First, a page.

Summary Charts & Conclusion

The Summary Chart

Below is the summary chart of 25 games and 1 synthetic test. The highest settings are always chosen and it is DX11 when there is a choice (except for Ashes of the Singularity, Hitman, & Rise of the Tomb Raider which are always run in DX12), and the settings are ultra. Specific in-game settings are listed on the charts.

The benches are run at 1920×1080, 2560×1440, and 3840×2160. All results, except for Firestrike, show average framerates, and higher is always better. In-game settings are fully maxed out and they are identically high or ultra across all platforms. “NA” means the game would not run at the settings chosen, and an asterisk (*) means that there were issues with running the benchmark, usually visual artifacting. “X” means the benchmark was not run.

First we look at our main summary chart which looks at a single GTX 980 versus GTX 980 SLI, and at single GTX 980 Ti performance versus using GTX 980 Ti SLI scaling.  We also show a single 290X compared with 290X CrossFire scaling.  Where scaling is poor or negative on the multi-GPU side, the background color is darkened.  Where multi-GPU scaling is fair, only the number results are given in light blue.

SLIvCFvSingle-GPU-finalThe multi-GPU performance scaling results are excellent for most older games.  However, once we move into 2015 games, the picture for both SLI and CrossFire change for the worse.  8 out of 25 games do not scale well for SLI, and one game has just fair results.  With 290X CrossFire, 9/25 games do not scale well, and with one fair result, although they are not necessarily the same games.

In addition to poor scaling, GTA 5 ran very poorly with 290X CrossFire although technically it did scale, and Dying Light had some artifacting and blurriness with 290X CrossFire that it did not have with a single 290X.

All three of our tested DX12 games scale poorly with multi-GPU, and we also note that often it is the latest DX11 games that do not scale well either.  In the case of DOOM, our most recent game, the game scales very poorly with GTX 980 Ti SLI, or negatively with 290X CrossFire or with GTX 980 SLI.

Let’s compare SLI and CrossFire with top card single GPU performance.

SLIvCFvSingle-GPU-FIXED

In many cases, it is far preferable to use a single top card versus using lesser cards in either SLI or in CrossFire.

Now let’s give our Big Picture to see how AMD and Nvidia’s performance compares with each other across 12 video card configurations

big-picfx

Let’s head for our conclusion on the next page.

Contents

10 COMMENTS

  1. I wonder how the scaling is in surround/eyefinity I’m running 2 980ti’s in SLI @ 7680×1440 which is 11 million pixels compared to 8.2 million pixels of 4K. DOOM runs around 45-50 fps with everything max except for textures, running those at ultra not nightmare, and I’m pretty sure single card wouldn’t be able to do that FPS. But I could be wrong.

  2. Unfortunately I don’t find some of the above results reasonable. I own RX 480 and I ran many games.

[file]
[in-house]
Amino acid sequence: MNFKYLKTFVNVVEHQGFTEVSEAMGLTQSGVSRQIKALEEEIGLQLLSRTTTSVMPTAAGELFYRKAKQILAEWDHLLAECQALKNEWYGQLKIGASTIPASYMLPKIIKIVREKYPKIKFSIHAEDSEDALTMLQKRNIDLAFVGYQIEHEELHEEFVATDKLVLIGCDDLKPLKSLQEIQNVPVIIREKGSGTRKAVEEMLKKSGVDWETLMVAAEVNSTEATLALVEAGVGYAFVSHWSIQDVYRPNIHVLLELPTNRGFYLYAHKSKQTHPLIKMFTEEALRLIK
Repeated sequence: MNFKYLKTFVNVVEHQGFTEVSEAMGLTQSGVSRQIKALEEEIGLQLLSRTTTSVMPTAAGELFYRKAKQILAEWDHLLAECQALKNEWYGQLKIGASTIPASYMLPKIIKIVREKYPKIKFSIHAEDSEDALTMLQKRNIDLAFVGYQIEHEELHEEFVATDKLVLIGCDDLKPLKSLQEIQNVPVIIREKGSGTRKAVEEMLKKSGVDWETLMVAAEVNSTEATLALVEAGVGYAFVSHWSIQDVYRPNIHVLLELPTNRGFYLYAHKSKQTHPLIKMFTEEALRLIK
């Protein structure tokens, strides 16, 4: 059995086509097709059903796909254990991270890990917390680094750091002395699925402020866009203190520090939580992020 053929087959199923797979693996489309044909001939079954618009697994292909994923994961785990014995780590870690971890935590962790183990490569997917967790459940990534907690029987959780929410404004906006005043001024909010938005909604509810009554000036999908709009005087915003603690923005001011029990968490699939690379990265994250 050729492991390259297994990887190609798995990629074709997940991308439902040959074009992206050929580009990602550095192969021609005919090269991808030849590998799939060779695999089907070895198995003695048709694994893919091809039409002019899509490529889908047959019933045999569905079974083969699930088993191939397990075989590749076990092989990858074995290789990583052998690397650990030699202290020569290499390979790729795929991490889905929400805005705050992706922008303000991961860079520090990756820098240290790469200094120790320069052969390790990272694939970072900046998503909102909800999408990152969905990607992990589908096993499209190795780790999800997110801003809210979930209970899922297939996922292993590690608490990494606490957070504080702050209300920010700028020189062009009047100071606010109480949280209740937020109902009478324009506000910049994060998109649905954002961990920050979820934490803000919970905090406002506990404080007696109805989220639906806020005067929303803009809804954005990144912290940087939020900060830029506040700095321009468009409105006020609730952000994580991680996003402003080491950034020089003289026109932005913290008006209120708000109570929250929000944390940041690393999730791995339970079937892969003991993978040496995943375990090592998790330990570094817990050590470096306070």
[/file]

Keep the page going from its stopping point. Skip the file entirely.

I can tell you clearly that GTA V scales very well with it, you may also refer to TechPowerUp and see their results which are consistent with what I observed, in various resolutions. The only issue is microstuttering, but it is well acceptable to me.

    I can’t say for sure if this is because 290X wasn’t optimized well, but definitely it doesn’t reflect what Crossfire and SLI are really doing.
    You may refer to this instead for Crossfire performance:
    http://amdcrossfire.wikia.com/wiki/Crossfire_Game_Compatibility_List

    • This review was posted in June and the SLI and CF results were accurate. Since then, AMD has made good progress with CrossFire in GTA V and it scales better now.

      As you can see, Nvidia has also made good progress with SLI since June. This article shows GTX 1070 SLI vs. Titan XP and it was posted in September.
      http://www.babeltechreviews.com/titan-x-vs-gtx-1070-sli/

      From time to time, BTR will update CrossFire and SLI results in future evaluations.

      • Right but that’s a good reason why an article like this in particular might need to be pulled entirely. A huge point was made, and strong conclusion drawn, over what amounts to software tuning issues. These issues have largely been resolved, but the article doesnt even have a note indicating that yet still attracts comments and is standing as advice (and from the comments you can see supporting confirmation bias)

  3. I have a water-cooled tri-fire setup, and I have suffered greatly at the hands of micro-stutter and non-scaling. At this point however, cost wise, I would have to put in another $400 (cdn) at least after selling my stuff to get a GTX 1080. The idea that my cards can beat the 1080 or come close, and do so quietly, has me holding on to what I got.
    I’m shaking my head that games are not optimized for crossfire/sli. Don’t they want crazy people like us spending all this money on multiple cards and accessories?
    Bottom line, never again. Especially if support is getting weaker as new games come out.

  4. I upgraded my horrible video card to a gtx 950 about 6 months ago. It was a massive improvement for the money. Now, I’ve decided to build a whole new box and realize that I should have spent that money on a 1070/1080. Should I recoup the money spent by adding another 950, or go with a 1070?

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